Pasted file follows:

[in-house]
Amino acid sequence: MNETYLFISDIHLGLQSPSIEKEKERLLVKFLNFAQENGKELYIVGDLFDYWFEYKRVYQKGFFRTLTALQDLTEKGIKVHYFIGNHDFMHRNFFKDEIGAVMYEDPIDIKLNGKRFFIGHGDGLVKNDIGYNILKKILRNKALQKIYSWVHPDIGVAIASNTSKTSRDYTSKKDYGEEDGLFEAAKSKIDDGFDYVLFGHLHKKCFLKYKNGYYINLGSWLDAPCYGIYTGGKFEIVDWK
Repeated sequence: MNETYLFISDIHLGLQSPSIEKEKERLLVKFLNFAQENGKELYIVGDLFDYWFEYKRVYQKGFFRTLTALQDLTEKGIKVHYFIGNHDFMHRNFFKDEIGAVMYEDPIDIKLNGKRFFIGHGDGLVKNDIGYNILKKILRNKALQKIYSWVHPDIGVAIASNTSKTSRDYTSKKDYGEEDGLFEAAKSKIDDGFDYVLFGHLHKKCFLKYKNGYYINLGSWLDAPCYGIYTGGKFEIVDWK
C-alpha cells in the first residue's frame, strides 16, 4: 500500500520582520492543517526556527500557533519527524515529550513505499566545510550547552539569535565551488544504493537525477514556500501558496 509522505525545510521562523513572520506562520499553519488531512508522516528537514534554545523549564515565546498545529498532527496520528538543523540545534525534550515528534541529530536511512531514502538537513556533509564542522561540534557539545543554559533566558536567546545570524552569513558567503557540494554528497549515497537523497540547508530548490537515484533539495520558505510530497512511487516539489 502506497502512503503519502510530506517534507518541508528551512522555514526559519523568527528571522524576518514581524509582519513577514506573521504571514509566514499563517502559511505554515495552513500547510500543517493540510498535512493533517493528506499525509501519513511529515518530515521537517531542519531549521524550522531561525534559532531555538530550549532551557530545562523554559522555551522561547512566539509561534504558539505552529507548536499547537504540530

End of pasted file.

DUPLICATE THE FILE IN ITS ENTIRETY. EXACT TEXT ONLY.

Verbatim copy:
[in-house]
Amino acid sequence: MNETYLFISDIHLGLQSPSIEKEKERLLVKFLNFAQENGKELYIVGDLFDYWFEYKRVYQKGFFRTLTALQDLTEKGIKVHYFIGNHDFMHRNFFKDEIGAVMYEDPIDIKLNGKRFFIGHGDGLVKNDIGYNILKKILRNKALQKIYSWVHPDIGVAIASNTSKTSRDYTSKKDYGEEDGLFEAAKSKIDDGFDYVLFGHLHKKCFLKYKNGYYINLGSWLDAPCYGIYTGGKFEIVDWK
Repeated sequence: MNETYLFISDIHLGLQSPSIEKEKERLLVKFLNFAQENGKELYIVGDLFDYWFEYKRVYQKGFFRTLTALQDLTEKGIKVHYFIGNHDFMHRNFFKDEIGAVMYEDPIDIKLNGKRFFIGHGDGLVKNDIGYNILKKILRNKALQKIYSWVHPDIGVAIASNTSKTSRDYTSKKDYGEEDGLFEAAKSKIDDGFDYVLFGHLHKKCFLKYKNGYYINLGSWLDAPCYGIYTGGKFEIVDWK
C-alpha cells in the first residue's frame, strides 16, 4: 500500500520582520492543517526556527500557533519527524515529550513505499566545510550547552539569535565551488544504493537525477514556500501558496 509522505525545510521562523513572520506562520499553519488531512508522516528537514534554545523549564515565546498545529498532527496520528538543523540545534525534550515528534541529530536511512531514502538537513556533509564542522561540534557539545543554559533566558536567546545570524552569513558567503557540494554528497549515497537523497540547508530548490537515484533539495520558505510530497512511487516539489 502506497502512503503519502510530506517534507518541508528551512522555514526559519523568527528571522524576518514581524509582519513577514506573521504571514509566514499563517502559511505554515495552513500547510500543517493540510498535512493533517493528506499525509501519513511529515518530515521537517531542519531549521524550522531561525534559532531555538530550549532551557530545562523554559522555551522561547512566539509561534504558539505552529507548536499547537504540530